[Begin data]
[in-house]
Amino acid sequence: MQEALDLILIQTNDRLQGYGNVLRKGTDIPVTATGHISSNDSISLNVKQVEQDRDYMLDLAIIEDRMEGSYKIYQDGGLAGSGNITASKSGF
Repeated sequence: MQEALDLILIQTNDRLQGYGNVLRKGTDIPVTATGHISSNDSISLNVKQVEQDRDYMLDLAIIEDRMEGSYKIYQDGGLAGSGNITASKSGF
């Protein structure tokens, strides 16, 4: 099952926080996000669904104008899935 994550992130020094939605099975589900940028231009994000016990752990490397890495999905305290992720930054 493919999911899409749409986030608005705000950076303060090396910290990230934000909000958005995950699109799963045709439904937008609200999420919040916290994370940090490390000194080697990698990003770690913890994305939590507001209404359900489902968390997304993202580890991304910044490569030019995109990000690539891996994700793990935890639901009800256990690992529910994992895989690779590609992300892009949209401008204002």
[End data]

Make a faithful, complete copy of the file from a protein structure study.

[in-house]
Amino acid sequence: MQEALDLILIQTNDRLQGYGNVLRKGTDIPVTATGHISSNDSISLNVKQVEQDRDYMLDLAIIEDRMEGSYKIYQDGGLAGSGNITASKSGF
Repeated sequence: MQEALDLILIQTNDRLQGYGNVLRKGTDIPVTATGHISSNDSISLNVKQVEQDRDYMLDLAIIEDRMEGSYKIYQDGGLAGSGNITASKSGF
């Protein structure tokens, strides 16, 4: 099952926080996000669904104008899935 994550992130020094939605099975589900940028231009994000016990752990490397890495999905305290992720930054 493919999911899409749409986030608005705000950076303060090396910290990230934000909000958005995950699109799963045709439904937008609200999420919040916290994370940090490390000194080697990698990003770690913890994305939590507001209404359900489902968390997304993202580890991304910044490569030019995109990000690539891996994700793990935890639901009800256990690992529910994992895989690779590609992300892009949209401008204002």